One year ago I wrote to you of the trying year that was 2013. And though I’m approaching two months of near-total internet silence I can’t resist posting these brief reflections on the last year. I’m a sap that way.
In many ways, I know that I should be as discouraged and frustrated by 2014 as I was by 2013. I once again was fired under nebulous circumstances, struggled to find employment for the first time in my professional life, got threatened with a million dollar defamation lawsuit, and am the continued subject of harassment and intimidation.
But despite all this, I remain largely content and at peace with the year that was.
While it eventually led to my termination, I unionised my workplace, a first in my time as a worker and organiser. I held my first photo sale and my prints found their ways to walls across North America. One of my images graced the cover of the CCPA’s Our Schools, Ourselves. I made time to write, largely thanks to the creation that first blog post a year ago today.
I collaborated with dozens of lovely friends and strangers thanks to monmetro and tableau portrait. I travelled far and wide, from Hong Kong to Fogo Island. I navigated through the Commission des Normes du Travail’s hefty bureaucracy and saw to it that all the complaints I filed surrounding my 2013 termination were found in my favour. I also got to breathe easy knowing I had a union taking care of reparations for my more recent firing.
After months of searching, I landed employment in what seems to be the most stimulating and nurturing workplace to date.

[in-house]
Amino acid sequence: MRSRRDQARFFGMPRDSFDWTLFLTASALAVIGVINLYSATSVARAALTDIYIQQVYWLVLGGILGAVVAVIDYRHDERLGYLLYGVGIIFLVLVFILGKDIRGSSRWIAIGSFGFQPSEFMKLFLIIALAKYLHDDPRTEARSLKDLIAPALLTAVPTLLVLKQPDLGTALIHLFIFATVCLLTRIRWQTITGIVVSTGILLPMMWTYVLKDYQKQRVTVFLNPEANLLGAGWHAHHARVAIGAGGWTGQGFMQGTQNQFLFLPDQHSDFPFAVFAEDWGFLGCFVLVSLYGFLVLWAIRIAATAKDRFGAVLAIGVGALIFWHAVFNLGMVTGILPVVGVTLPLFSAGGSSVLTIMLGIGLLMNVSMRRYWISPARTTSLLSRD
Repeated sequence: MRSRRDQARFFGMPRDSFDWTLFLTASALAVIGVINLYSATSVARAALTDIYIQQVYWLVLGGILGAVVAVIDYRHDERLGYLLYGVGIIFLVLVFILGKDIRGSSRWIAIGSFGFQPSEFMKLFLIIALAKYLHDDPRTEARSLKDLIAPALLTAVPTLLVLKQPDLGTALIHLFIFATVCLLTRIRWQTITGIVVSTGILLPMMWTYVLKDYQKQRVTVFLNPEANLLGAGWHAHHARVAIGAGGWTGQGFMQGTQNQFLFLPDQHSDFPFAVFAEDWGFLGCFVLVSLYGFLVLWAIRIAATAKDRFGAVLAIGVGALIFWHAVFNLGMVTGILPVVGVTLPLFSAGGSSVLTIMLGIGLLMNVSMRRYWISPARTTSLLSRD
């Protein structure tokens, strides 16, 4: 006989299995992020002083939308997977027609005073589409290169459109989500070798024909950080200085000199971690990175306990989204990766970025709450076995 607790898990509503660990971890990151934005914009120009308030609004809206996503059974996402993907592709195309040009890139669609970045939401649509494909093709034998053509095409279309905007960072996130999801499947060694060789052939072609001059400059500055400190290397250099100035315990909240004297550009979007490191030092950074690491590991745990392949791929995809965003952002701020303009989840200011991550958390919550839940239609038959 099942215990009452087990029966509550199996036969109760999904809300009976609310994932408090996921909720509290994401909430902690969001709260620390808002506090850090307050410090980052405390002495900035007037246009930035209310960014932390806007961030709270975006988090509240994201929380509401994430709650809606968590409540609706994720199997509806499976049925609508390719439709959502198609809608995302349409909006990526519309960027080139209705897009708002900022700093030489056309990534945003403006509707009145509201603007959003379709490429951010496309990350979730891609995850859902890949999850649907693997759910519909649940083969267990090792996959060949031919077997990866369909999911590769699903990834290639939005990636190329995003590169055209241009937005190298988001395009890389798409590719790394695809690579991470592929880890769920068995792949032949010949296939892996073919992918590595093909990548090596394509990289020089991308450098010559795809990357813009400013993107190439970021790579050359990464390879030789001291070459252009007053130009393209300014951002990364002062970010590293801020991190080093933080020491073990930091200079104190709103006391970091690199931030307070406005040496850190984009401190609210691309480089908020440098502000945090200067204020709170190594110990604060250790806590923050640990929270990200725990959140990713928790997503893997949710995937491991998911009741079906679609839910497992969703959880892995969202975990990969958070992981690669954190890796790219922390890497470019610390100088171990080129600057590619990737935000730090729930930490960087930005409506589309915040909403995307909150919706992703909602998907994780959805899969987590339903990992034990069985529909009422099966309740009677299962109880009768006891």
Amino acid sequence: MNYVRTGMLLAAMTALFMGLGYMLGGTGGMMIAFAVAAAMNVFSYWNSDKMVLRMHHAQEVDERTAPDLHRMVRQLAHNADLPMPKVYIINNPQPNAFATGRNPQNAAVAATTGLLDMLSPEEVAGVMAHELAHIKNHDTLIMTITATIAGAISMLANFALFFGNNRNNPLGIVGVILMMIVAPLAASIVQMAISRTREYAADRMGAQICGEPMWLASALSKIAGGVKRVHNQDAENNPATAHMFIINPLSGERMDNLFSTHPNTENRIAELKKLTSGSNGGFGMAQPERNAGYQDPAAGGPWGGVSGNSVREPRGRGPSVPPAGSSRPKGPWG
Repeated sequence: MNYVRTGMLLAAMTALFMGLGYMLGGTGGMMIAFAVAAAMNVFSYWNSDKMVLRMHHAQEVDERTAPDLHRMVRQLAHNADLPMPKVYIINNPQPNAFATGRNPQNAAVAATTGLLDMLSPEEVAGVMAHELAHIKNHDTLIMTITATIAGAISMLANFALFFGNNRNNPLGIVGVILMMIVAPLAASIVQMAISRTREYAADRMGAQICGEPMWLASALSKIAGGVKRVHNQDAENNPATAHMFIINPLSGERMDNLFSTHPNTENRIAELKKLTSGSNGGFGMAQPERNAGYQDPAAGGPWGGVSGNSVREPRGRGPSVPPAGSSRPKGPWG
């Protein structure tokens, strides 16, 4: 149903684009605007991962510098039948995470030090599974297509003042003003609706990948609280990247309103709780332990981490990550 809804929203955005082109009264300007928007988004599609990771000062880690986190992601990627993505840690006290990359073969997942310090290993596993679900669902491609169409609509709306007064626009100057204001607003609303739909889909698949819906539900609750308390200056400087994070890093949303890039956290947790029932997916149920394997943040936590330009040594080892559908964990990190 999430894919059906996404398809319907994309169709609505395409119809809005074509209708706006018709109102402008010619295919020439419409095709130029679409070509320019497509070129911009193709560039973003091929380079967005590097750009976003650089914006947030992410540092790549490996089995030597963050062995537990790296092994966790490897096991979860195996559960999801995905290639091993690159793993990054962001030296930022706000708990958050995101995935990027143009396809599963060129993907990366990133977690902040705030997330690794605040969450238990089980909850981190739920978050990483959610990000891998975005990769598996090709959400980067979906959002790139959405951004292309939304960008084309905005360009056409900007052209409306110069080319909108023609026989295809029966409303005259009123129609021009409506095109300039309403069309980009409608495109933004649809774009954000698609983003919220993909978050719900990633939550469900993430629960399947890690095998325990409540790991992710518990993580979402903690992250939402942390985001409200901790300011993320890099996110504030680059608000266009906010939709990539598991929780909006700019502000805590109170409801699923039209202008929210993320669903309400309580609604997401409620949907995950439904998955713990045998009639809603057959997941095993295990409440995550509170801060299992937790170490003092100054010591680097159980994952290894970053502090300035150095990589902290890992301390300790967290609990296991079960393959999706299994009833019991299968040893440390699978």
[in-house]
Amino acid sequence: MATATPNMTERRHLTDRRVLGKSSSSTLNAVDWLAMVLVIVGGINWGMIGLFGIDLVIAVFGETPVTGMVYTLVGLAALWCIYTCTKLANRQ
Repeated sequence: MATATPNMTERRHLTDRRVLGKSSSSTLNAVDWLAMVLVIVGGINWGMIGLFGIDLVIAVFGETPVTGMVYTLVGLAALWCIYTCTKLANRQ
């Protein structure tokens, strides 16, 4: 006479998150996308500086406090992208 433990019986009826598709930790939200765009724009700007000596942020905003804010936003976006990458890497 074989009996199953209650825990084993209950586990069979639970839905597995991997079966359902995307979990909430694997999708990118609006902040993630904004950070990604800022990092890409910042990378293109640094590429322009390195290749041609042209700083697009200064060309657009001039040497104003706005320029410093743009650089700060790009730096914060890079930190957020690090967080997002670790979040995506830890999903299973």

And while yes, the past two months have been frightening, confusing and destabilising, at least I get to work through these difficulties in the comfort of my own home, unwaveringly supported by my partner, surrounded by kitties, and as enamored by my hometown as ever.
The harassment I suffered in 2013 was relentless, and cost me my mental health, friendships, and a job I very much loved. I was fortunate to find immediate work in Ottawa, but that meant extended time away from my home, friends and family. It meant endless couchsurfing, sleeping at the office, hours upon hours of transit, and a diet of chips and chocolate.
I once told my partner that even if I were to win my fight at the labour board, I’d lose. I’d lose because my previous employers would have taken so much away from me. Even with financial retributions for the harms caused upon me, I couldn’t imagine how I’d emerge from this conflict other than scarred and deflated, a shadow of my former self.
And therein lay the difference between then and now. Even though I’m still deeply hurt and the attacks against me wage on after the resolutions at the labour board, at least I’m no longer obliged to face daily workplace hate and toxicity. At least I’m home.
A little recul has also gotten me to appreciate how being pushed out of Montréal helped forge deeper friendships with the people in Ottawa who quite literally took me into their homes for a year, as well as recognise that invaluable new relationships never would have seen the light of day had I not been for the colossal shittiness I had to put up with in the months that preceded and followed my 2013 termination.
I also recognise that all of this never would have been possible without the privileges I have been handed as an able-bodied heterosexual cis white man. I recognise that truth, and while it’s important to do so, it’s arguably more important to use that privilege to initiate and/or support changes in our institutions and communities, particularly when asked to by folks systemically targeted by the same institutions and communities that help you.
And though I must now return to the abyss of the internet for the foreseeable future, I still wanted to say thank you to all those who have helped bring peace and joy to my life throughout the year. I know 2014 was rough for a great number of you, and that many personal and collective challenges await us in the months that come, I very much hope to be there alongside y’all in whichever capacity I should be and can be.
In love and solidarity, always.